Natural opiates (that come from the opium poppy) include such drugs as morphine, codeine, and thebaine. Some of the semi-synthetic opioids are hydromorphone, hydrocodone, oxycodone, and diacetylmorphine (heroin). The fully synthetic forms of opioids include fentanyl, pethidine, methadone, and dextropropoxyphene.
As mentioned above, there are some medications that bind with opioid receptors but are not chemically classified as opioids. These drugs carry a lower risk of abuse due to a weak opioid effect and are not usually associated with tolerance, physical dependence or psychological addiction. An added benefit of these drugs is their affect on neurotransmitters resulting in antidepressant properties, a great advantage for the patient who is suffering with chronic forms of pain. Some of these drugs include Tramadol, Faxeladol, and Tapentadol.
Occasionally, central nervous system (CNS) depressants are used to treat certain types of pain. CNS depressants are barbiturates and work by slowing brain activity. They are generally used as sedatives, but because these drugs cause the patient to relax, pain associated with tension (such as migraines) can sometimes be relieved. However, these drugs carry a high risk of withdrawal and other severe side effects and should never be combined with other CNS depressants (like alcohol).
Fioricet and Esgic are examples of CNS depressant preparations. These medications contain butalbital (the barbiturate part of the drug), acetaminophen, and caffeine. There are variations of this type of drug which include Phrenili (caffeine free), Fiorinal (containing aspirin rather than acetaminophen), and Fiorinal with Codeine and Fioricet with Codeine. While these drugs have not been approved for use as analgesics, they are often prescribed for pain associated with muscle tension.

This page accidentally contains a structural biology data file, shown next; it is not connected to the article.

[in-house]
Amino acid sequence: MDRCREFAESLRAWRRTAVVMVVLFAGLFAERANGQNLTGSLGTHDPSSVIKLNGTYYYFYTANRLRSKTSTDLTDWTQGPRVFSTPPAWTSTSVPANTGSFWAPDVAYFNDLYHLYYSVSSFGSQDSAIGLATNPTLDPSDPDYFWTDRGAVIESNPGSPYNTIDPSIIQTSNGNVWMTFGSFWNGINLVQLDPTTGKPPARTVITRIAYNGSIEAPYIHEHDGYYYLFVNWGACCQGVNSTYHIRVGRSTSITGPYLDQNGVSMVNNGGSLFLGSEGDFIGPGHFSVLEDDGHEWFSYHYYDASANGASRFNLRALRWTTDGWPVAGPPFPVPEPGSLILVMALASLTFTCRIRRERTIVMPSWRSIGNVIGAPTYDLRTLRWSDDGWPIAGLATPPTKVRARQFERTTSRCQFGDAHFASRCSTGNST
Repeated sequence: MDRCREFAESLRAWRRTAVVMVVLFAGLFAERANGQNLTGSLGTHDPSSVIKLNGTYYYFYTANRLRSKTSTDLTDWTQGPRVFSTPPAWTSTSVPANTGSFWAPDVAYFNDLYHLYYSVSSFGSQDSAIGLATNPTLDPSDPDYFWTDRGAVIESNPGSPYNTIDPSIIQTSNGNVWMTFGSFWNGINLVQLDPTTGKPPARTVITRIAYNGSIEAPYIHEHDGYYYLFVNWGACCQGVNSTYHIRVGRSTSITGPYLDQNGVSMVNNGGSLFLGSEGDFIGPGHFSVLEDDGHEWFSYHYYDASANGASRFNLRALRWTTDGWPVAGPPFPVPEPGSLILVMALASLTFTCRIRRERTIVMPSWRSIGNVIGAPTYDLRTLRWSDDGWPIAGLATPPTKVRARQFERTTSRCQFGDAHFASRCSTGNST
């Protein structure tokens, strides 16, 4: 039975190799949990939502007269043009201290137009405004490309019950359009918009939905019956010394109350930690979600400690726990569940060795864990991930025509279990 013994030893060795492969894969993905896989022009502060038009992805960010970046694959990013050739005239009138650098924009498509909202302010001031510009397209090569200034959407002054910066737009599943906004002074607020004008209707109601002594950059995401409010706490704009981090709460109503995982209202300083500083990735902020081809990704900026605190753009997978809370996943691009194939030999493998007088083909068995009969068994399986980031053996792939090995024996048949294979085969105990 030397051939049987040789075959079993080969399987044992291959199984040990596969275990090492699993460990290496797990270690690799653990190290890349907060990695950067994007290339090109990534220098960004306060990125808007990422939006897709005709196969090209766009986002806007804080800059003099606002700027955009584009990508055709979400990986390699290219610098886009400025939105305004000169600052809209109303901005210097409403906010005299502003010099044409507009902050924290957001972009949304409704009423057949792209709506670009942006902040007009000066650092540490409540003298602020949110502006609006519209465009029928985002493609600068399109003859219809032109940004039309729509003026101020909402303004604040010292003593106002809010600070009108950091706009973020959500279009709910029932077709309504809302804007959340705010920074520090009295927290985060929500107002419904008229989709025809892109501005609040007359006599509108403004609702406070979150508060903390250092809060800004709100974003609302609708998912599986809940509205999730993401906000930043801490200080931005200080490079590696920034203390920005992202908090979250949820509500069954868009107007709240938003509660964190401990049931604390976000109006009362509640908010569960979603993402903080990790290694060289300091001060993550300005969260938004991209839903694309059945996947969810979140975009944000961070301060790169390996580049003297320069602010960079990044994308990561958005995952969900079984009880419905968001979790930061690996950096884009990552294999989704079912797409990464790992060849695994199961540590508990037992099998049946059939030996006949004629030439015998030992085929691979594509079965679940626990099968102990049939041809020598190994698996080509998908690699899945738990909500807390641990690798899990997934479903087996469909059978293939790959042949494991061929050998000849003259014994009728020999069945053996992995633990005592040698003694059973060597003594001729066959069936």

In addition to pharmaceutical pain treatments, patients have many other options available to them. Each case is unique and requires the coordinated efforts by the sufferer and the physician. Whether the patient prefers a medical solution or a more holistic approach to pain relief, there is sure to be some solution that can bring relief.
Topical creams. Another option for chronic pain relief is the use of topical creams. Some of these topical creams can be extremely effective and natural topical creams such as Myo-Med Cream have all natural ingredients therefore can be used as much as needed and offer no side effects whatsoever.
A better understanding of the transmittal of pain through the sensory system will lead to new and improved treatments for the various types of pain that plague the American public. Whether you are suffering from back pain, headaches, or pain associated with a chronic disorder, there is likely to be a treatment option that can help you gain some form of relief.
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Did you know?
Advancements in several areas of science; including neuroscience, molecular biology, and biomedical technologies are helping us to understand the mechanisms involved in pain sensation and will ultimately result in more effective pain management and improved pharmaceuticals.